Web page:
The problem of expanding towns gobbling up the surrounding countryside is as old as history itself. A law protecting open space around towns can be traced back at least 2500 years. In the book of Numbers, it is laid down :
“Command the Children of Israel that they shall give to the Levites, from the heritage of their possession, cities for dwelling; and open space all around the cities shall you give to the Levites. The cities shall be theirs for dwelling, and their open space shall be for their animals, for their possessions, and for all the amenities of life”
Already, by the reign of Queen Elizabeth I, there was concern about the effect the ever growing population of London was having and in 1593 the following Act of Parliament (35 Eliz.I c.6) was passed to limit London’s growth:
So, in addition to setting up a three mile Green Belt round London and Westminster, the Act also prohibited the creation of houses in multiple occupancy. It all has a very 21st Century ring about it! ‘Inmates’ and ‘Under-sitters’, by the way, are 16th Century terms covering lodgers and sub-tenants.
At that time the size of towns was somewhat constrained by how far people were prepared to walk to work, but scrolling forward to the 19th and 20th Centuries, the coming of railways and then the car prompted a big expansion of suburbia. For London, the response to this was the Green Belt (London and Home Counties) Act 1938. This empowered Local Authorities to buy land to keep it open as Green Belt. Some of the Green Belt we know today is land acquired under the 1938 Act. An important feature of the Act is the provision that Local Authorities may not sell land acquired under the Act without permission of the Secretary of State. The 1938 Act also made provision for landowners to enter into covenants that their land would be treated as part of the Green Belt in return for a compensatory payment from the Local Authority but little or no use appears to have been made of this provision.
The 1938 Act started the definition of what may and what may not be done in the Green Belt. Section 27 provided that nothing in the Act shall:
(a) prevent Green Belt land being used for purposes of recreation or for purposes of agriculture (that is to say as arable meadow or pasture land or a plantation orchard or wood or for the growth of saleable underwood) or for such other purposes (not being purposes inconsistent with the provisions of this Act or of any covenant entered into for the purposes of the Act) as may either before or after commencement of this Act have been or be approved by every contributing authority; or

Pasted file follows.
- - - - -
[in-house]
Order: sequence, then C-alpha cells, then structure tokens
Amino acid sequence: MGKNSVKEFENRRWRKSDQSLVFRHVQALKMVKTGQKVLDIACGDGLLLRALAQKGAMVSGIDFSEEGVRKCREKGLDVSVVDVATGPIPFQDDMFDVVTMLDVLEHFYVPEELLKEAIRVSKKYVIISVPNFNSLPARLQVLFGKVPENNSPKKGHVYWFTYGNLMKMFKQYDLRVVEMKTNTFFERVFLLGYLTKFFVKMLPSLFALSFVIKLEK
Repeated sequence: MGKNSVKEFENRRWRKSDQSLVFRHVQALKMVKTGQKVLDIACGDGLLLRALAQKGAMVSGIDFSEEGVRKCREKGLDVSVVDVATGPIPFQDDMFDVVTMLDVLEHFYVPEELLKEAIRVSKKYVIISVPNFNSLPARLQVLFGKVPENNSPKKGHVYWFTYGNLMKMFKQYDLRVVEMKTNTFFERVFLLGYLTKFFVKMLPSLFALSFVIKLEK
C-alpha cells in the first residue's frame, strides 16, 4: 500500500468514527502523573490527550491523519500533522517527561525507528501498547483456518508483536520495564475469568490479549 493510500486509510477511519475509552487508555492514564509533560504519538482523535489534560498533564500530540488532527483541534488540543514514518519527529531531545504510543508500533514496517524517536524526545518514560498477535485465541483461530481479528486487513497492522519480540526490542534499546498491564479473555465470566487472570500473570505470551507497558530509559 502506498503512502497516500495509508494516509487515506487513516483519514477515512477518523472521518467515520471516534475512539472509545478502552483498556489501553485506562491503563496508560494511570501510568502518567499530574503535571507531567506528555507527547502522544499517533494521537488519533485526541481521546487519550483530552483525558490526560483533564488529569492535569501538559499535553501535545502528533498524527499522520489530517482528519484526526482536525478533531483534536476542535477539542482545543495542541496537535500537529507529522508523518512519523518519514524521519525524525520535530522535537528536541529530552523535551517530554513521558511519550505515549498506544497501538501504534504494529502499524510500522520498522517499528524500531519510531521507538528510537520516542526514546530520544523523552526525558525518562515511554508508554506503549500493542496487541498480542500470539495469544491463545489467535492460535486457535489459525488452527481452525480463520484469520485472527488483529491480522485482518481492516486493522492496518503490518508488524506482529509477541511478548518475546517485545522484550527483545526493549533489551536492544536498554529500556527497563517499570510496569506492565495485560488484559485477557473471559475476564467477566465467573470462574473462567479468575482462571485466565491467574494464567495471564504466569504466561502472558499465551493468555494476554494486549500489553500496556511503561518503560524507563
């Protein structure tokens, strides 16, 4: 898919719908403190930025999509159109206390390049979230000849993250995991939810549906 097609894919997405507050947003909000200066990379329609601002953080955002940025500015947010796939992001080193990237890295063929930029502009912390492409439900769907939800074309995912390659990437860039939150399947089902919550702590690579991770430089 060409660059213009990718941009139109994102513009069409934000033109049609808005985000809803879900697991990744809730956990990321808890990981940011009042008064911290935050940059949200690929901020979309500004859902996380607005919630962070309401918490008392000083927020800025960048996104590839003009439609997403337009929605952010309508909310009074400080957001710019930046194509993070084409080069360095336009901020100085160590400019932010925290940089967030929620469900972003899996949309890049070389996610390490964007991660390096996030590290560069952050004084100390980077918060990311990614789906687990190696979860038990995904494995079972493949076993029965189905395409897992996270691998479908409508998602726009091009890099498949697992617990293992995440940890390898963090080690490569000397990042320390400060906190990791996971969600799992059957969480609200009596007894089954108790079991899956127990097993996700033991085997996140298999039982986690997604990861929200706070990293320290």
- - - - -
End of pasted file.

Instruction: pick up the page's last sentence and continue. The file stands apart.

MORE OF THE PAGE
(b) prevent Green Belt land from being used for the purposes of camping by means of tents subject to and in accordance with any enactment relating to the use of land for that purpose and any bylaws made under any such enactment; or
(c) prevent a local authority or parish council from letting for any such purpose as aforesaid Green Belt land vested in them
After the second world war, there was a recognition of the need for society to control the development of land, resulting in the Town and Country Planning Act 1947. This Act laid the foundation of the modern planning system. However, the 1947 Act did not address the issue of Green Belts directly and left the 1938 Act unaltered.
It was, nevertheless, realised that it is not feasible for local authorities to purchase all the land needed to maintain a proper Green Belt and the covenant option was not working. What was needed was a way of controlling development without interfering with the ownership and existing use of land.
A number of the local planning authorities in and around London started writing into their local plans belts of restricted development to stop the uncontrolled spread of London. The Government approved of the idea and on 3 August 1955, the Ministry of Housing and Local Government (as it then was) issued a circular to all Local Planning Authorities asking them to establish Green Belt in their Development Plans wherever appropriate.
In 1988 the Principles of the Green Belt were incorporated in Planning Policy Guidance Note No. 2 (PPG2) issued by the Government. The latest revision of PPG2 was published on 24 January 1995 (with a small amendment in 2001). This has now been superseded by the National Planning Policy Framework and it is a credit to the drafters of the 1955 circular that so much of their work can still be seen in the NPPF. Green Belts have been one of the most enduringly successful and popular elements of the post World War 2 planning reforms. They have helped to maintain a clear distinction between town and country which can be lacking in some other parts of the world.